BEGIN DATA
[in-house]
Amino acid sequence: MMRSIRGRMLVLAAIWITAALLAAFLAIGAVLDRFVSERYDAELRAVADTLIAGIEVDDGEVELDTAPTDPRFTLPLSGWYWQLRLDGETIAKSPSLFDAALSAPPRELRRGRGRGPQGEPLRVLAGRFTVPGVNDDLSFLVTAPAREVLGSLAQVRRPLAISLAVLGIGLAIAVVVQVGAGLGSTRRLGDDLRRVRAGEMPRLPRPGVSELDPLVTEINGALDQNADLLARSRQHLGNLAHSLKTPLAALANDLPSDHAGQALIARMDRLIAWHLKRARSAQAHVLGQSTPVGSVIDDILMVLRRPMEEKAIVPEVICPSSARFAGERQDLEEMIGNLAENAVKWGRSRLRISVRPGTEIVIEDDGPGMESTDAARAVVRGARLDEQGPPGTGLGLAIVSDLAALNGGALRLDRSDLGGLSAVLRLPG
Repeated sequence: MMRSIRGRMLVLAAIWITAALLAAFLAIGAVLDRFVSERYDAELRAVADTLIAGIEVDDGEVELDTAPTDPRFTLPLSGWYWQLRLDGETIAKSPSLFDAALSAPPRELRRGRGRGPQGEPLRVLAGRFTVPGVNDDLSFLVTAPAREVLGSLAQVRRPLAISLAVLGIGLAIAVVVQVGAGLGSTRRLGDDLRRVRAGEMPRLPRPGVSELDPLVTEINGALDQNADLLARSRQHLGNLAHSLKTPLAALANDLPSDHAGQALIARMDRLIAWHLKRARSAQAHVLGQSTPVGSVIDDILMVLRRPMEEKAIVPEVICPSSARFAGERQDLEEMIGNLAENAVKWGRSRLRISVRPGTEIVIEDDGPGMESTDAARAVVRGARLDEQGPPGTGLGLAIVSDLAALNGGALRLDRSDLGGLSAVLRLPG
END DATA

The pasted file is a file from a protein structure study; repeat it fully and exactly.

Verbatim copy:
[in-house]
Amino acid sequence: MMRSIRGRMLVLAAIWITAALLAAFLAIGAVLDRFVSERYDAELRAVADTLIAGIEVDDGEVELDTAPTDPRFTLPLSGWYWQLRLDGETIAKSPSLFDAALSAPPRELRRGRGRGPQGEPLRVLAGRFTVPGVNDDLSFLVTAPAREVLGSLAQVRRPLAISLAVLGIGLAIAVVVQVGAGLGSTRRLGDDLRRVRAGEMPRLPRPGVSELDPLVTEINGALDQNADLLARSRQHLGNLAHSLKTPLAALANDLPSDHAGQALIARMDRLIAWHLKRARSAQAHVLGQSTPVGSVIDDILMVLRRPMEEKAIVPEVICPSSARFAGERQDLEEMIGNLAENAVKWGRSRLRISVRPGTEIVIEDDGPGMESTDAARAVVRGARLDEQGPPGTGLGLAIVSDLAALNGGALRLDRSDLGGLSAVLRLPG
Repeated sequence: MMRSIRGRMLVLAAIWITAALLAAFLAIGAVLDRFVSERYDAELRAVADTLIAGIEVDDGEVELDTAPTDPRFTLPLSGWYWQLRLDGETIAKSPSLFDAALSAPPRELRRGRGRGPQGEPLRVLAGRFTVPGVNDDLSFLVTAPAREVLGSLAQVRRPLAISLAVLGIGLAIAVVVQVGAGLGSTRRLGDDLRRVRAGEMPRLPRPGVSELDPLVTEINGALDQNADLLARSRQHLGNLAHSLKTPLAALANDLPSDHAGQALIARMDRLIAWHLKRARSAQAHVLGQSTPVGSVIDDILMVLRRPMEEKAIVPEVICPSSARFAGERQDLEEMIGNLAENAVKWGRSRLRISVRPGTEIVIEDDGPGMESTDAARAVVRGARLDEQGPPGTGLGLAIVSDLAALNGGALRLDRSDLGGLSAVLRLPG